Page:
‘I’m the majority…’
(Ben Sellers, Liberty Headlines) Just as the Left claimed that President Donald Trump’s win had inspired its supposed grassroots political uprising in the 2018 election, Democrats’ own over-reach has led to the unlikely political rise of conservative up-and-comers like Mark Robinson.
Robinson, who had planned on becoming a teacher until two years ago, decisively won the Republican primary for lieutenant governor in North Carolina, despite a crowded field of contenders and a shoestring campaign budget.
“When are you all gonna start standing up for the majority,” he asked councilors in the video. “And here’s who the majority is—I’m the majority.”
According to Robinson’s campaign website, the video has been viewed more than 150,000,000 times. It led him to be featured on “Fox and Friends” and invited to serve on the NRA National Outreach Board.
Robinson has since formed ties with prominent GOP leaders—including Trump’s daughter-in-law, Lara, who has been instrumental in leading the president’s North Carolina campaign operations.
Like Trump, who started as an anti-establishment underdog during his historic 2016 primary upset, Robinson’s message resonated not only because of the issues he advocated but the way he advocated for them.
“I think that standing for the 2nd Amendment was crucial, not only to protect the rights of law abiding citizens to bear arms, but also because it showed that Mark was willing to fight for our Constitution and would protect the rule of law,” Robinson’s campaign manager, Conrad Pogorzelski, told Liberty Headlines.
“People want someone that will fight for [them], and by standing strong for the 2nd Amendment, he proved he is indeed a fighter,” Pogorzelski said.
Robinson also caught the attention of conservative activist Candace Owens, a leader of the Blexit movement to court African–Americans and other minority groups away from liberal ‘plantation politics’ by enlightening voters about the Left’s manipulative rhetoric and tactics.
Robinson’s own identity and upbringing helped him deliver a message about how to uplift the black community through conservative values.
“One thing that Mark talked about on the campaign trail was how a lot of black voters were conservative at home, in places of work, and when discussing issues with their friends, but there seemed to be a disconnect when they went to vote,” Pogorzelski said.
Robinson’s personal values have been consistently conservative, according to his online biography.
Despite growing up in poverty with an abusive, alcoholic father, he was instilled with a strong Bible-based religious foundation, courtesy of his mother.
He spent early years in the Army reserves and worked in a factory until his job was cut by the Bill Clinton-brokered NAFTA deal. However, he and his wife, Yolanda, went on to start a day-care business.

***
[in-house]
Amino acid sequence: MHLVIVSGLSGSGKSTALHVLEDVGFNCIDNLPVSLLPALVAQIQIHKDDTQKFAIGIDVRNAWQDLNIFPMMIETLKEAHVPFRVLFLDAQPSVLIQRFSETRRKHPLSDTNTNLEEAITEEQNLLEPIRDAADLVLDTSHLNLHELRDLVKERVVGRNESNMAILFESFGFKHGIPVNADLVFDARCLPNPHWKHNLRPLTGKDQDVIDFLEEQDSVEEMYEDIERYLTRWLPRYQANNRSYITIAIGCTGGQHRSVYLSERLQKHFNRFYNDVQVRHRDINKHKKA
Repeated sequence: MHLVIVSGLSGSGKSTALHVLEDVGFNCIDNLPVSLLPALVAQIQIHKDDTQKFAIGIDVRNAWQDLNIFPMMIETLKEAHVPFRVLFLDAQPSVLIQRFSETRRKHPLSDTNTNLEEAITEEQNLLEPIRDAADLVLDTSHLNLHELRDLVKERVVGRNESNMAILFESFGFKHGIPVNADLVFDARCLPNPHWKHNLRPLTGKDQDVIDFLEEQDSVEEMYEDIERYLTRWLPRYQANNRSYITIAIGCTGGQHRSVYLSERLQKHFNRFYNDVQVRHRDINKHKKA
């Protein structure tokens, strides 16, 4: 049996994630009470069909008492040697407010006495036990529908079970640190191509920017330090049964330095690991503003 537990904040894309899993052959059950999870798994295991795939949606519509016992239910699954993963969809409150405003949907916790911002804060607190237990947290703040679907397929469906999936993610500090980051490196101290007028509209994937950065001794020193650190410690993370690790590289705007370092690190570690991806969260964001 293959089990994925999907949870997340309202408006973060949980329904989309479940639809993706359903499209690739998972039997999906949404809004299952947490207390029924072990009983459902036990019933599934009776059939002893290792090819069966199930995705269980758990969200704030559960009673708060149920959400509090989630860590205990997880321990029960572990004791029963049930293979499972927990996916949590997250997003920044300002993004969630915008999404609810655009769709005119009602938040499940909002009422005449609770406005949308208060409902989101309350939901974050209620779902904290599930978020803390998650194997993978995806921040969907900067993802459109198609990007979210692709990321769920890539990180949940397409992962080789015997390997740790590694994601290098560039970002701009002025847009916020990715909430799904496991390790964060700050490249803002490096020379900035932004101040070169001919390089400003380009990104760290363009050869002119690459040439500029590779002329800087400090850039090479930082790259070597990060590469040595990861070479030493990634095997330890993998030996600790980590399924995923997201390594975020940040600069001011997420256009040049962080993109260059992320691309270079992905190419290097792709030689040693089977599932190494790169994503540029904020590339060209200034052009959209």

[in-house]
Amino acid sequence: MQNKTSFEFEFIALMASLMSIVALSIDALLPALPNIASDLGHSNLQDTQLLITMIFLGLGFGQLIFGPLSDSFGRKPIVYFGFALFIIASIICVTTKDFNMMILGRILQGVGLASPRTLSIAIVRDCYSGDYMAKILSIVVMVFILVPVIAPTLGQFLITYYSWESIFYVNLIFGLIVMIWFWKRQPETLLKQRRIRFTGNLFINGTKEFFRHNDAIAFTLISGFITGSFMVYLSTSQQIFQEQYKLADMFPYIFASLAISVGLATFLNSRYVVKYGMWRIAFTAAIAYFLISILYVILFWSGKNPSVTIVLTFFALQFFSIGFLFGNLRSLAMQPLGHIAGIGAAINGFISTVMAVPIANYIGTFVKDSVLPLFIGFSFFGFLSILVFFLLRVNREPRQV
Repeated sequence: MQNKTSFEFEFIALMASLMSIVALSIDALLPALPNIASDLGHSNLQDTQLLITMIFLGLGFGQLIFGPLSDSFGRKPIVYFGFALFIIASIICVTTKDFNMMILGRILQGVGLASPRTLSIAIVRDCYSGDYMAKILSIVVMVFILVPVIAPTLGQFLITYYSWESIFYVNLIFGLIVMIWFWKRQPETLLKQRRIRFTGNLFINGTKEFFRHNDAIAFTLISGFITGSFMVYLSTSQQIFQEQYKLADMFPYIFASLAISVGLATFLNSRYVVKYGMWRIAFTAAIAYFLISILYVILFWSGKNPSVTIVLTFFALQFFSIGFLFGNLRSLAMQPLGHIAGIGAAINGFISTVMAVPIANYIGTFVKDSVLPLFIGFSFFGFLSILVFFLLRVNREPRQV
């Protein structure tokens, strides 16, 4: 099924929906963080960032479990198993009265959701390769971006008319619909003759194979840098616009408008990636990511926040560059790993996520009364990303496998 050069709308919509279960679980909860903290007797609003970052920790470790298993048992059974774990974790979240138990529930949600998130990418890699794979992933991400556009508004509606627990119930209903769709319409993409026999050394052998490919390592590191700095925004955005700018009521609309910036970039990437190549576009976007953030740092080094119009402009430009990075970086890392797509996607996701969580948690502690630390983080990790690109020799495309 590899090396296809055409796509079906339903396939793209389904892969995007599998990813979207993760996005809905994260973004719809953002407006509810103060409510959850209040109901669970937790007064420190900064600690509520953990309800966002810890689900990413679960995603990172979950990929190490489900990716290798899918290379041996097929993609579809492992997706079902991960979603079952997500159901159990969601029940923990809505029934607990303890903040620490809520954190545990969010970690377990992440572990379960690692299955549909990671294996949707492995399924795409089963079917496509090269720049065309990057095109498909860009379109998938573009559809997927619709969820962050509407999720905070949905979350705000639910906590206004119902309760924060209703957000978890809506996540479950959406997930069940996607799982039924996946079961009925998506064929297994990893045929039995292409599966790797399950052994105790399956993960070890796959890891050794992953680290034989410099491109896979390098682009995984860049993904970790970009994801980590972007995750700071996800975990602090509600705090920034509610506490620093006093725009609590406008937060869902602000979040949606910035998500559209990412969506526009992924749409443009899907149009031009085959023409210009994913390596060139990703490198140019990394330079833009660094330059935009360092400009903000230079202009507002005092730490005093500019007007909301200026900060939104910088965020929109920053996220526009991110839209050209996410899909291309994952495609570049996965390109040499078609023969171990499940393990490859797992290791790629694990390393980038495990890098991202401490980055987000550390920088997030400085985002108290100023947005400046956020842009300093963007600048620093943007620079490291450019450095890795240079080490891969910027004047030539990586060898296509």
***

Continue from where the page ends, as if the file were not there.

“Mark believes very much that we have an opportunity to reach the black community, not by changing what we talk about, but simply talking about the issues with truth and reason, and showing the contrast between Republicans and Democrats,” Pogorzelski said.
‘A True Grass Roots Movement’
Pogorzelski said all those experiences came to bear on the message Robinson delivered to conservative voters in Tuesday’s primary, which now will shift its focus toward reaching all North Carolinians in November’s general election.
“It’s hard to single out a single aspect of our message,” he said. “I think really it was about the whole package. Mark took a strong stance on protecting life, defending the 2nd Amendment, ending indoctrination in our schools, standing up for law enforcement, and setting the gold standard for veteran’s care.”
Looking ahead, one big change will be Robinson’s ability to focus on one opponent instead of nine.
Pogorzelski said he was extremely proud of Robinson and his campaign staff for cracking nearly a third of the entire vote in the crowded field.
“[I]t just shows how incredibly strong our campaign was, and how much our message resonated with voters,” he said.
While expanding its reach, the campaign hopes to retain several of its winning strategies: among them a “huge ground game” and a focus on micro-targeting likely supporters through data analysis in order to stretch its campaign funds to the maximum.
“We managed to not only build a campaign, but a true grass roots movement,” Pogorzelski said. “We did not purchase a single TV or radio ad, but through supporters getting out in their communities, posting on social media, and working the polls, we were able to get our message out.”